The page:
To interprate from the best consequences out of a particular action  to the moral action applied regardless of the consequences is not only confined within their respective school of thought  alone, but is also dependent to a large extent  on what lies within a persons discretion.What a majority find most attractive in the utilitarian theory is its simple form and rational nature. After all, it is only obvious that an individuals moral duty be aimed at opposing pain and endorsing happiness. To establish which precise deed is moral, all that someone needs to do is to establish that one deed which would create the maximum amount of joy and the minimum amount of pain (Mill, 1871).

Act-utilitarians, when deciding on the course of action to take, should reflect on only the consequences of their deeds they dont need to consult the modern theoretical social perception of morality, nor the confusing religious interpretations. The long and short of it, deeds are considered moral or immoral on a step by step basis with respect to the mount of happiness that particular deed will create in that specific situation.

A particular deed does not contain any inherent moral quality independent of its outcome in a particular circumstance. The consequences of an action alone are what gives it a moral worth and those consequences are all someone needs in evaluating to establish that significance and eventually, what course of action one will prefer to take.

Gone is the concept of the total moral rule the act-utilitarian does not need to consider what they think to be outdated, ill-supported, and intangible conceptions of ethical worth. For these reasons, act-utilitarianism continues to have a highly attractive feature to it. It seems the most fundamental moral principle that one ought to choose to uphold pleasure and prevent pain.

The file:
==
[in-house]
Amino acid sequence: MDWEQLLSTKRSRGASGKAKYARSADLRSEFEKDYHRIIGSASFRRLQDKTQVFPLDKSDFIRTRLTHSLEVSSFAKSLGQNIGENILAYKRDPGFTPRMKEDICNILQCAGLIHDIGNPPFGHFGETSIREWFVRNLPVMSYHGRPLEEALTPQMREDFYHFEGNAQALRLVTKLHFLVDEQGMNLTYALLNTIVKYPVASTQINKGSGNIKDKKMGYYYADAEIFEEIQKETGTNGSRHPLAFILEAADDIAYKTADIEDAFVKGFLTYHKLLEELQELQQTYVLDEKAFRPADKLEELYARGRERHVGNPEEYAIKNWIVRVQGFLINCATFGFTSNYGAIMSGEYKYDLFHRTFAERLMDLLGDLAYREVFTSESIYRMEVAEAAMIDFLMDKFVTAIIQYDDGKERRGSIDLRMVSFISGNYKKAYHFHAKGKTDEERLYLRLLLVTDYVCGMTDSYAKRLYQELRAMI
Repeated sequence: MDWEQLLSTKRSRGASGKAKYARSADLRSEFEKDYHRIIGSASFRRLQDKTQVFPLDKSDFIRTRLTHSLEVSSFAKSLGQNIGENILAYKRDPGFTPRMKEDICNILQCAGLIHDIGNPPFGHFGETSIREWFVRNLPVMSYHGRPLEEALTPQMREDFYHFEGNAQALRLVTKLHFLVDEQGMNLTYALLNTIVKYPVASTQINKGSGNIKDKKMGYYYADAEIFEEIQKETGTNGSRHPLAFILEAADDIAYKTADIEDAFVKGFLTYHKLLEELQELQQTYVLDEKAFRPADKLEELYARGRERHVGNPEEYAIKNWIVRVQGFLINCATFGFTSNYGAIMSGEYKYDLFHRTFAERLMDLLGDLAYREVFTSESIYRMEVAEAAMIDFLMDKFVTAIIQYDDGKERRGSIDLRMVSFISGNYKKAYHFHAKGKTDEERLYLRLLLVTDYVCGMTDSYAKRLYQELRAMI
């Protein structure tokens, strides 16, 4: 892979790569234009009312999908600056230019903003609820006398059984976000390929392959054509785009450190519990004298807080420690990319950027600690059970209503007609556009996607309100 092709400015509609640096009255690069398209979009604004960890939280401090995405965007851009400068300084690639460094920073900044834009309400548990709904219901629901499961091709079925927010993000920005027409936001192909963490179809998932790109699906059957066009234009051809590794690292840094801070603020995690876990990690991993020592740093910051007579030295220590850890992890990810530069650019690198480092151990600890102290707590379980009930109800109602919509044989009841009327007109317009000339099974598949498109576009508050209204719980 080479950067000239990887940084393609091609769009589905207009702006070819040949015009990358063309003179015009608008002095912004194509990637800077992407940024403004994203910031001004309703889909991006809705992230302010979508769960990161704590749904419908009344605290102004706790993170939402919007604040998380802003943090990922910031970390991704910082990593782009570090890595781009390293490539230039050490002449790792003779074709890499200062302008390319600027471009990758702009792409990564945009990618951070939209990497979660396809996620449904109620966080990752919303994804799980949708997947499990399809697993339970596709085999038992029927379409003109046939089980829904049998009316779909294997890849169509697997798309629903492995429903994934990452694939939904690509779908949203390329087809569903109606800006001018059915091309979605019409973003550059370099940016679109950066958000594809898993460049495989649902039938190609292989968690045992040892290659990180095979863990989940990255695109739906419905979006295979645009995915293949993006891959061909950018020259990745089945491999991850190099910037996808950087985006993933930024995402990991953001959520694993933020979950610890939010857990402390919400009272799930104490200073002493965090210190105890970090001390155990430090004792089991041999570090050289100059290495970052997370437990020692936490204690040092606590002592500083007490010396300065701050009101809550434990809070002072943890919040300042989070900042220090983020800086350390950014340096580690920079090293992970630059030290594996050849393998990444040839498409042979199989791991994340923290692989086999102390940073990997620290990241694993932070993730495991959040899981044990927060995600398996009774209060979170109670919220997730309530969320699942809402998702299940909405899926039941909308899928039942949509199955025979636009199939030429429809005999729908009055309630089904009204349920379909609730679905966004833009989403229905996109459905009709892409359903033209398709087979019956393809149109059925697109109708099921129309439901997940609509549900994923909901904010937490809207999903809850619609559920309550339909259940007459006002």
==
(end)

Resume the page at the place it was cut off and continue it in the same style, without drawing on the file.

Morality must dictate that deeds consequential to moral duty eventually promote the social wellbeing. Pleasure would thus appear to be the ultimate stop point to morality given that the social wellbeing must include, and can perhaps be described exclusively as happiness.

Utilitarianism seems a unanimously generous theory of morality where self-destructive moral rules never exist. After all why would the society desire to support moral doctrines which dont have beneficial results except for the accomplishment of what frequently appear to be moral abstracts aimed more at superstition than reason Contemporary utilitarians more often than not deem anti-utilitarian moral concepts to be non-generous due to their deficiency in consideration of happiness and the general welfare (Bentham, 1890).

Though apparently an attractive theory, utilitarianism faces a lot of disapproval, as it seems to exaggerate the moral worth of pleasure while contradicting some of the societys most fundamental moral standards. Act-utilitarianism emphasize that in every situation, the moral thing to do is that deed which will maximize happiness. But arent there situations where people can experience pleasure as a consequence of immoral deeds, not simply one person or a small group of persons but the majority

Act-utilitarianism, when placed under scrutiny, often can give what the society by and large perceives of as the incorrect answer. Act-utilitarianism in its single-minded search of happiness, can more likely lead one to take no notice of basic human freedoms and basic moral concepts. It  is based on the view that the end justifies the means, and that any deed, irrespective of its non-utilitarian explanation, will be good so long as it supports the general happiness more than any other deed.